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In recent months, sustainability plans across the food and drink industry have come into sharp focus. Newly launched ambitions and initiatives are aiming to tackle carbon emissions from farm to fork. Speciality Food looks into the latest progress retailers, manufacturers and farmers are making with their plans to combat climate change.
Emissions from the food and drink supply chain account for the majority of products’ carbon footprint, according to the Food and Drink Federation (FDF). The group is now aiming to tackle this with fresh plans targeting net zero emissions by 2040.
To help support food and drink businesses, the FDF also plans to launch a Roadmap to Net Zero project at the COP26 climate change summit being held in Glasgow in November. This will look at areas including ingredients, packaging, manufacturing, distribution and storage and the role of customers in reducing the carbon footprint of food.
Yet despite these ambitions, more than a third of food and drink companies have not set targets for tackling climate change, according to an FDF member survey, meaning more progress is needed.
This is an area where SMEs can make a big difference. Tim Etherington-Judge, co-founder of planet-positive Calvados brand Avallen, told Speciality Food that all businesses must play their part, no matter how big or small. “Imagine a mouse and an elephant together in the jungle. The mouse is small, nimble and makes little impact on the huge jungle but is able to change direction quickly and act with great speed. The elephant is massive, slow and lumbering but has a much bigger impact on his surroundings. The mouse (small brands) can react to the climate crisis with speed, and if it can lead the elephant (big corporate groups) in the right direction, then big, positive impacts will follow,” Tim explained.
While manufacturers look to make changes, the NFU’s latest confidence survey revealed that more farmers than ever are planning to invest in net zero measures.
But while NFU deputy president Stuart Roberts said it was fantastic to see so many farmers making plans to implement net zero measures, overall farm business confidence has remained negative for three years running, and he warns this will have a “significant” impact on businesses and their ability to invest in sustainable food production.
“As a nation, we really stand up tall when it comes to climate and environmentally friendly food production, and we can’t take this for granted,” Stuart said. The survey showed that 69% of farmers plan to improve soil health or carbon content and 51% plan to plant trees. Another 38% plan to extend hedgerows, 35% will invest in more renewable energy generation, and 35% will invest in low carbon agri-technology.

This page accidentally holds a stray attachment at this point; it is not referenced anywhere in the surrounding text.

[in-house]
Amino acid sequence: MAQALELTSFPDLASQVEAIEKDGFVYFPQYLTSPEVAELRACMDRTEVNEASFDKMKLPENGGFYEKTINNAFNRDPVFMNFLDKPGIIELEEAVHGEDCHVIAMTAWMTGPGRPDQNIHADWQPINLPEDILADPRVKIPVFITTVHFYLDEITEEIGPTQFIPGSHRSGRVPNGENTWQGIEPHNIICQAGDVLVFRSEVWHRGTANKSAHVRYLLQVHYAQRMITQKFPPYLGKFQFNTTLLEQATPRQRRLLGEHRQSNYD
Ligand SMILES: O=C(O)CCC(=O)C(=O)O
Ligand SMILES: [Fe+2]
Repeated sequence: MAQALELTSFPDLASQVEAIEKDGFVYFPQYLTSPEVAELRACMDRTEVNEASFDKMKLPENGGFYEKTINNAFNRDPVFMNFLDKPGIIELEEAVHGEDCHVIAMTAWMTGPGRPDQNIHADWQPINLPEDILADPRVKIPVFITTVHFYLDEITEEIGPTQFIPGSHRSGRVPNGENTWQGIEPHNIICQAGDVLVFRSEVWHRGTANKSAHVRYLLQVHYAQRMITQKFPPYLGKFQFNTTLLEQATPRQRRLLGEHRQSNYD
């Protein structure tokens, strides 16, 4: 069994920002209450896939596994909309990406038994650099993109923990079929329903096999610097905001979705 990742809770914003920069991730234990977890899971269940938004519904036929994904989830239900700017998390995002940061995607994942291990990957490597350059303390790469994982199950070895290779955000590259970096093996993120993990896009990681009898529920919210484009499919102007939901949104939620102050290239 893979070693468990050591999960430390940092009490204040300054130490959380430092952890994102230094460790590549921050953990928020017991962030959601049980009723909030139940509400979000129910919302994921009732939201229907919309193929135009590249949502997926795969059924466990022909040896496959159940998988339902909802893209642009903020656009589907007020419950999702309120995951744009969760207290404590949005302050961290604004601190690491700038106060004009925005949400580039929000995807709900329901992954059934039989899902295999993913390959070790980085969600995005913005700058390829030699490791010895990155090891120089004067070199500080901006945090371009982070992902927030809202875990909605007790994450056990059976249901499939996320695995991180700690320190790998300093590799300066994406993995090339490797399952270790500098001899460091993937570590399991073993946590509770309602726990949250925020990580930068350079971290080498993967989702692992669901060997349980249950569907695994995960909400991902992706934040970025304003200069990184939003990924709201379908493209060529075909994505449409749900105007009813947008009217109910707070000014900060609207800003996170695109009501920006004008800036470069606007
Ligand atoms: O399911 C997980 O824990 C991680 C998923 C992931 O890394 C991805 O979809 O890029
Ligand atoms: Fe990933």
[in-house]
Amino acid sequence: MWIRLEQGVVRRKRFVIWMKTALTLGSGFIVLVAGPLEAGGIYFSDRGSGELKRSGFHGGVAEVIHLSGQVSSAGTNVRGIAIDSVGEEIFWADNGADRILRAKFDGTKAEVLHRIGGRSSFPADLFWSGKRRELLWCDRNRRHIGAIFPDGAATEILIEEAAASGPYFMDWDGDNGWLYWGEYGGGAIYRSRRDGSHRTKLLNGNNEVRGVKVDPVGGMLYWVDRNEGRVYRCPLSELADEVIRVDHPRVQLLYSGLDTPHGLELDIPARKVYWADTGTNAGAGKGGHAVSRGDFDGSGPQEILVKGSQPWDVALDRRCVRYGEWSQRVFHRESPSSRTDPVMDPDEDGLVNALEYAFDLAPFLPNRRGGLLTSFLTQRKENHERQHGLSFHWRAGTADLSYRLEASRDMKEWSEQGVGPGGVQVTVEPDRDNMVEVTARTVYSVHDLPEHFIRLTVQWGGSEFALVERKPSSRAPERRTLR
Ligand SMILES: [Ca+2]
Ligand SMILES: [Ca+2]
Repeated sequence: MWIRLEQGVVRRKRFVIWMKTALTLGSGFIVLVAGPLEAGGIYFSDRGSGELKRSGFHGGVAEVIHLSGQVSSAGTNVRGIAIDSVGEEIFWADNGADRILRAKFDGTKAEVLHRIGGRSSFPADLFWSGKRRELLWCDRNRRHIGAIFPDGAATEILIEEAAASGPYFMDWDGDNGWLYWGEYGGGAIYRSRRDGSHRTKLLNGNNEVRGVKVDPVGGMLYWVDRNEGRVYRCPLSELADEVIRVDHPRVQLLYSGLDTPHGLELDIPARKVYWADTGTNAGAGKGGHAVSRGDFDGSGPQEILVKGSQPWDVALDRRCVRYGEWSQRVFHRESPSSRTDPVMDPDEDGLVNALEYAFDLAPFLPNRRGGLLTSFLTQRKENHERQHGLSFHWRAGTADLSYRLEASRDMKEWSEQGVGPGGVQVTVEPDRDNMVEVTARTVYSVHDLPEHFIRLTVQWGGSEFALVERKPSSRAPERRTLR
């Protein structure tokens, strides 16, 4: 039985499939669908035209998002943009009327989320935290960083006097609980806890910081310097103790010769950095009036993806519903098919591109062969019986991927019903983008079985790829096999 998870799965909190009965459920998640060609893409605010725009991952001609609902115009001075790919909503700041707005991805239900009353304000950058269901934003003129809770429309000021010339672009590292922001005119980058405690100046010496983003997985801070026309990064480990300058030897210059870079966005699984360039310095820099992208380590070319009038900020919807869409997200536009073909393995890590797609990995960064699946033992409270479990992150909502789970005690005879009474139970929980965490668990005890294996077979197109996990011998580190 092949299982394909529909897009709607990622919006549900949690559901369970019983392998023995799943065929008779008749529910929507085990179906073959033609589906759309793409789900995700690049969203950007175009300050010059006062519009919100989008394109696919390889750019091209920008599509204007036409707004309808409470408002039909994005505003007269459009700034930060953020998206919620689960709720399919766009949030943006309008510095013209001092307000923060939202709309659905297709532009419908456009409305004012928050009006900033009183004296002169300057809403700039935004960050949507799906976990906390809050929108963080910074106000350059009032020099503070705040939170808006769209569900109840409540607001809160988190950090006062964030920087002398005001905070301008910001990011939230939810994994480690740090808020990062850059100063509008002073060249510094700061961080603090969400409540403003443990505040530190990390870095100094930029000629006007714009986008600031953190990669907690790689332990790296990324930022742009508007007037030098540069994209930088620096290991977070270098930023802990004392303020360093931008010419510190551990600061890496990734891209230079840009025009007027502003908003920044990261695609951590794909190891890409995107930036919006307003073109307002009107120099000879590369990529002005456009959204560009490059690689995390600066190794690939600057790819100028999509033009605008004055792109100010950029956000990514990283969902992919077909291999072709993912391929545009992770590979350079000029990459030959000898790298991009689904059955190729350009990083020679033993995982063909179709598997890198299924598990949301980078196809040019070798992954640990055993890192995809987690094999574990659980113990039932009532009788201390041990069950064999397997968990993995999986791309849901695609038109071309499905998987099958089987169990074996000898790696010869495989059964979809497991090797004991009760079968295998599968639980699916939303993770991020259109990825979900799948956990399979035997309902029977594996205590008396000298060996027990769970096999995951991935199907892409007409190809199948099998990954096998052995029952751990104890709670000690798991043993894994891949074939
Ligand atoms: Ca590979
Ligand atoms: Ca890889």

“As an industry we have huge potential when it comes to contributing to the government’s green growth ambition,” Stuart said. “But this potential will never be maximised if a lack of confidence, certainty and opportunity holds British farming back.”
Across Europe, an ambitious new coalition is also seeking to decarbonise the food system. The Carbon+ Farming Journey project will take a farmer-centric approach to regenerative agriculture, agritech innovations, circular economy solutions and more.
In November, the British Retail Consortium (BRC) set out plans to reach net zero by 2040. The group recently said that leading retailers had “smashed” 2020 carbon reduction targets, with emissions having fallen 49% since 2005, exceeding the target of a 25% absolute reduction. Carbon emissions in stores and store deliveries fell 46% and 84% respectively when controlled for growth.
But while larger retailers are behind these industry-wide initiatives, SMEs have a significant role in reducing emissions. “Successfully combating climate change will require a collaborative effort of large and small businesses, all levels of government, and the wider public,” said Roger Pollen, head of FSB Northern Ireland, ahead of a recent event to empower SMEs with the knowledge to take their first steps towards net zero.
“While climate change is a substantial threat,” he said, “there are great opportunities for innovation and positive change in our response to it. The most successful businesses are those that can successfully respond to constant change.” One retailer making big steps in sustainability is Co-op, which recently announced a plan for its own-brand products to be carbon neutral within five years.
Avallen’s Tim said other small businesses can make changes that help speed up shifts towards sustainability. “It all has to start with a commitment to leaving old, destructive business models in the past and embracing a new, futuristic business model that puts both the planet and people on an equal pedestal with profit,” he explained.
From looking at the raw materials businesses work with to packaging or even partnering with environmental charities, there are many routes to take, Tim says. “There’s no end destination here. It’s a journey, and like with any journey, no matter how big or small, it always starts with the first step.”
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